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Sometimes I miss the production code


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Does anyone else occasionally feel that way? I understand the issue of censorship but so many movies out today just are filled with sex and violence which doesn't really serve the story or purposes of the characters...It can be done properly but so often it's solely to grow ticket sales...I can watch a film made during that time period and get an emotional reaction that can't be attributed to excess violence...

 

EDIT:

Please see my other posts on this thread to better understand my position

 

Edited by: Don'tCallMeSugar on Mar 2, 2011 7:58 PM

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You know what? There are many movies produced today that have no more "sex and violence" than pre-1960 films. This is such a chestnut, the complaint that current movies are nothing but explosions, sex, and violence ( I'm tempted to make a joke about those first two words, but best to leave it.)

 

This ever-recurring lament seems to be based on an undue concentration on the above type of film, while almost willfully ignoring all the movies that present evidence to the contrary. Yeah, yeah, there are too many sex 'n violence 'n cussing movies, I'm not denying they exist. But there are a lot of films that have none or very little of these offending features.

 

There is wheat out there, you just have to separate it from the chaff.

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> {quote:title=Don'tCallMeSugar wrote:}{quote}

> Does anyone else occasionally feel that way? I understand the issue of censorship but so many movies out today just are filled with sex and violence which doesn't really serve the story or purposes of the characters...It can be done properly but so often it's solely to grow ticket sales...I can watch a film made during that time period and get an emotional reaction that can't be attributed to excess violence...

 

 

I agree, and a lot of people agree with you. That's one of the reasons we like to watch old movies.

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I am much more concerned with the subtle but ubiquitous influence of corporate America on what we see and hear in the arts today. I can choose not to look or hear something by simply turning it off or not going but I can't do anything about the subtle changes that Disney, Viacom etc impose on our experience of film and other media just because they have the power to do so.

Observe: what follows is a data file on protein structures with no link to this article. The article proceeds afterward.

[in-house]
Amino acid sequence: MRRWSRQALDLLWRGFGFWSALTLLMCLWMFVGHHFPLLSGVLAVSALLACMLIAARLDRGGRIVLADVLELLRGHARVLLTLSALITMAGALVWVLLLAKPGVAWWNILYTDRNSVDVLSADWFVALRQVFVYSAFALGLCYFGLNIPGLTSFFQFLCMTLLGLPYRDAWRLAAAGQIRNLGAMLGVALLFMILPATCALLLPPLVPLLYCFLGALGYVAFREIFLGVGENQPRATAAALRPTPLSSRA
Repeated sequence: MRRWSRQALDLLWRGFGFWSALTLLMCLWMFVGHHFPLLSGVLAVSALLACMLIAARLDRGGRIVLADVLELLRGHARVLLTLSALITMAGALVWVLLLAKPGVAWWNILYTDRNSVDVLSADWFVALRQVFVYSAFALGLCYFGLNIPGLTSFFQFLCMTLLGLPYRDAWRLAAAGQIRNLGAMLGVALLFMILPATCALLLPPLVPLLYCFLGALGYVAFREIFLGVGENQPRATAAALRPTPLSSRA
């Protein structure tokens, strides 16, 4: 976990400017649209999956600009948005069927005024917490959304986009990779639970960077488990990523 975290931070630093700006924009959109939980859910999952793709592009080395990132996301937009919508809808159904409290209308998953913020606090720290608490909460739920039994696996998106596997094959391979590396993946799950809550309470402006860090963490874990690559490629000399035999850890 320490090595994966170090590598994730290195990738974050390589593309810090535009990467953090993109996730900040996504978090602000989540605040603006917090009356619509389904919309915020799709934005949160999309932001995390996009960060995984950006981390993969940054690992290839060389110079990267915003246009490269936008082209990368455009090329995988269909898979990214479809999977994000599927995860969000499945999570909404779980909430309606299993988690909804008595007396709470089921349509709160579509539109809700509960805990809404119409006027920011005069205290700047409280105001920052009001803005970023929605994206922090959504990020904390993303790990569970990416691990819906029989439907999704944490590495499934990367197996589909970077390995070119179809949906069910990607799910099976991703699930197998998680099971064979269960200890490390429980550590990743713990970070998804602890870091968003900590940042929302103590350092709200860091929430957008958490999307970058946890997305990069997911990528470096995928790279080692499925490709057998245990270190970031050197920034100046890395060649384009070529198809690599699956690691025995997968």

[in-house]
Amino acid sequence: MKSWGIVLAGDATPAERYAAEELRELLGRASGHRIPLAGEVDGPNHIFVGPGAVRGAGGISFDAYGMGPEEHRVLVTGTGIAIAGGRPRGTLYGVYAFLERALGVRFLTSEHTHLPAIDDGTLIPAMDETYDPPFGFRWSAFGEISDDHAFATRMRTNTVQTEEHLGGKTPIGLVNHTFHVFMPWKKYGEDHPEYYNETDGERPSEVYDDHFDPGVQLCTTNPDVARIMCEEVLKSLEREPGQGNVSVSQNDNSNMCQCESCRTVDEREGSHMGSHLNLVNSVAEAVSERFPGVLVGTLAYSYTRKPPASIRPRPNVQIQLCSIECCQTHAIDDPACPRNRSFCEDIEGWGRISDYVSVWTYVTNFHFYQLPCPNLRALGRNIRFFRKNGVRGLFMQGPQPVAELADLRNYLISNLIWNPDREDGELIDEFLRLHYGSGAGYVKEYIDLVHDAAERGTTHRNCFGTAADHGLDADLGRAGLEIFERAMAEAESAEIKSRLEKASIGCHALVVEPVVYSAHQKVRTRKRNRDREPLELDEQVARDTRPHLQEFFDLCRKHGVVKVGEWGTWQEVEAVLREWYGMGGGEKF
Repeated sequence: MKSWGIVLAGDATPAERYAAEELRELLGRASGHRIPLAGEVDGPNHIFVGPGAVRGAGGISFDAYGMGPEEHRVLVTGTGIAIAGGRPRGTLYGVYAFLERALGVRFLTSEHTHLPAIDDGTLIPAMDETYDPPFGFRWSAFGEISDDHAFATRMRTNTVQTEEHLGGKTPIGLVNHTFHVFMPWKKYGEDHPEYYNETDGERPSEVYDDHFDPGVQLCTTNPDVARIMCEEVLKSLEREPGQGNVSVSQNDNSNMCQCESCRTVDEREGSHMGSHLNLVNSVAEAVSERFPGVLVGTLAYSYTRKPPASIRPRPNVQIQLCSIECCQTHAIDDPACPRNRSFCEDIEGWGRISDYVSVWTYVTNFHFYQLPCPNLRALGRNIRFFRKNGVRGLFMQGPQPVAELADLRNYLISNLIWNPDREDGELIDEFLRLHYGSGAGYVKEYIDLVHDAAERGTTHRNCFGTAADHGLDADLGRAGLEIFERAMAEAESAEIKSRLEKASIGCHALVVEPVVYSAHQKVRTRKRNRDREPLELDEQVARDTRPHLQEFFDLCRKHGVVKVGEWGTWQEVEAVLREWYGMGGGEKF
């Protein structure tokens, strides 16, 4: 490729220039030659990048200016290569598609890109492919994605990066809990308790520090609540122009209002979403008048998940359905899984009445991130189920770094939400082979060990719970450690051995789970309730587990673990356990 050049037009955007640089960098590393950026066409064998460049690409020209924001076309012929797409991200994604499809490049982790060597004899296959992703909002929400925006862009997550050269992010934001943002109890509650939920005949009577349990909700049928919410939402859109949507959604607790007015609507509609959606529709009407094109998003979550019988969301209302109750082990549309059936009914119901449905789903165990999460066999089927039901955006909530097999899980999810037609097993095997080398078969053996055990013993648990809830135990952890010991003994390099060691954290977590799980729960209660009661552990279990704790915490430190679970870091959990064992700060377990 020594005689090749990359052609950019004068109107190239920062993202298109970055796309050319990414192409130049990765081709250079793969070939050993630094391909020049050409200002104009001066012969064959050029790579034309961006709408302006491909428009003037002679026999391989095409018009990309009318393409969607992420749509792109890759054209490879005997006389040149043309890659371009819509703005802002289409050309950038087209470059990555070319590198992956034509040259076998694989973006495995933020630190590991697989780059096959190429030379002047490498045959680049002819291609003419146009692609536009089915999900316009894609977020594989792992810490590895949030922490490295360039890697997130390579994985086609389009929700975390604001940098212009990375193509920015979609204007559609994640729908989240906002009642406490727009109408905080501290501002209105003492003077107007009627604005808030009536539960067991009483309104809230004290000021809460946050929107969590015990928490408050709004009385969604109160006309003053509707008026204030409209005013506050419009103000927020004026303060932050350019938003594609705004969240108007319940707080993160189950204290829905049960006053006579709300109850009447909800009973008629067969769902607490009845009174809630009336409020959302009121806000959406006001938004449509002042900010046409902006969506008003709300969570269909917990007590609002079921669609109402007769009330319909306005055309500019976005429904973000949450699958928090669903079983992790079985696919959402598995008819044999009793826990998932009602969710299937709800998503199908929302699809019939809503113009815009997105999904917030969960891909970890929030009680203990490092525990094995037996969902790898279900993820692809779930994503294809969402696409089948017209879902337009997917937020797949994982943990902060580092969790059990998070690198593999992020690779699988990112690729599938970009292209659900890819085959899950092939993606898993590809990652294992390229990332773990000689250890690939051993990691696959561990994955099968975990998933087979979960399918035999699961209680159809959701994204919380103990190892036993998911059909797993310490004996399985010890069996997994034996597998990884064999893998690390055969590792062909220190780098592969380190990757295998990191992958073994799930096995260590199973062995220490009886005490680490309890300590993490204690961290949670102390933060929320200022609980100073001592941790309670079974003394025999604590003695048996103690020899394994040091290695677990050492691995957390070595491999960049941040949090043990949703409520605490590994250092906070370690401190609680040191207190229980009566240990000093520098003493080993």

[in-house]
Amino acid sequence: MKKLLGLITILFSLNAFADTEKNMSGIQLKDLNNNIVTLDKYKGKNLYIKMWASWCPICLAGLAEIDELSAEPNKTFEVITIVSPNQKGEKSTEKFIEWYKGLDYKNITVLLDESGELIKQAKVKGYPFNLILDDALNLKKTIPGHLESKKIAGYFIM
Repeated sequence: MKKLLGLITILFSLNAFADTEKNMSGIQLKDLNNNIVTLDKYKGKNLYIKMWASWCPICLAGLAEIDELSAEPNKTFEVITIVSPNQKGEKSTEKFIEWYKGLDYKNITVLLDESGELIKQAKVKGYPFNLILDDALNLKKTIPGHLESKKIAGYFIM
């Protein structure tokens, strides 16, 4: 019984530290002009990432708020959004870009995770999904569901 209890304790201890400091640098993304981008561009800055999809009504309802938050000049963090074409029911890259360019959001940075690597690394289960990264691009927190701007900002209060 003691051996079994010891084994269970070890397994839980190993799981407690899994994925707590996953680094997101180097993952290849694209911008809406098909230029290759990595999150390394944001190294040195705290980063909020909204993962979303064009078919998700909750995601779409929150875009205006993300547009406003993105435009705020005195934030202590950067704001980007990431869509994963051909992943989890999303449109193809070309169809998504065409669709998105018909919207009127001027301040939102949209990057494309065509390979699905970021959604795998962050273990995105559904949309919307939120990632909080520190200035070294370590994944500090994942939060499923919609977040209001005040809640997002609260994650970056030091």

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I agree with you. I don't mind sex or violence when there's a REASON for it and it serves the story, but when they include it just because they CAN show it, and for no other reason...I don't care for it much. Same thing applies to practically every other tv show these days....the sex and violence. The nudity is there because they CAN show it. Etc....

 

Like the British tv series SKINS which I saw recently...I watched the first four series (there's a new one which has started recently...and no, I don't mean the lambasted U.S. "remake" on MTV), but I hope the newest season from the U.K. holds up, because I really enjoyed the firs two seasons, and then I got to the cast change and the 3rd and 4th seasons....and it seemed like ALL these kids were doing was drugs, having sex, swearing with the F-bomb (not that I don't use it myself now and then) every other sentence, and constantly taking their clothes off....none of which seemed to really help the storyline at all. Seriously....it's as if that's all the scripts were: Sex, drugs, and swearing. It was becoming a tad boring and almost a turn-off to watch.

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There has been a trend recently in making more PG-13 movies than R. The problem you are addressing is sort of taking care of itself. A movie that has a bad story to tell regardless of the content will always fail at the box office. I be more concern about video games, I watched the special report on the New York NBC4 news last night "Addited to Video Games". I've never seen kids act like *that* after watching a movie

 

Besides you have the *Rating Code* and the V chip. You have the choice of content you and what you want your family to watch. But saying what one can and cannot make or watched won't sit well with most. TCM shows Rated R movies once in awhile and if you feel uncomfortable then use the channel selector, thats what it is there for.

 

Censorship is censorship.

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> {quote:title=misswonderly wrote:}{quote}

> You know what? There are many movies produced today that have no more "sex and violence" than pre-1960 films. This is such a chestnut, the complaint that current movies are nothing but explosions, sex, and violence ( I'm tempted to make a joke about those first two words, but best to leave it.)

>

> This ever-recurring lament seems to be based on an undue concentration on the above type of film, while almost willfully ignoring all the movies that present evidence to the contrary. Yeah, yeah, there are too many sex 'n violence 'n cussing movies, I'm not denying they exist. But there are a lot of films that have none or very little of these offending features.

>

> There is wheat out there, you just have to separate it from the chaff.

 

 

I understand what you are saying...I'm not saying that movies today are nothing but sex and violence nor am I saying that I hate the films that are...The main reason I am thinking about this is that I was in a Hastings store the other day and was looking at some of the new releases. Things like "I Spit On Your Grave" and "Middle Men" were at the top of the selling list because audiences want to see that...That's what is most frustrating is that the films that are like that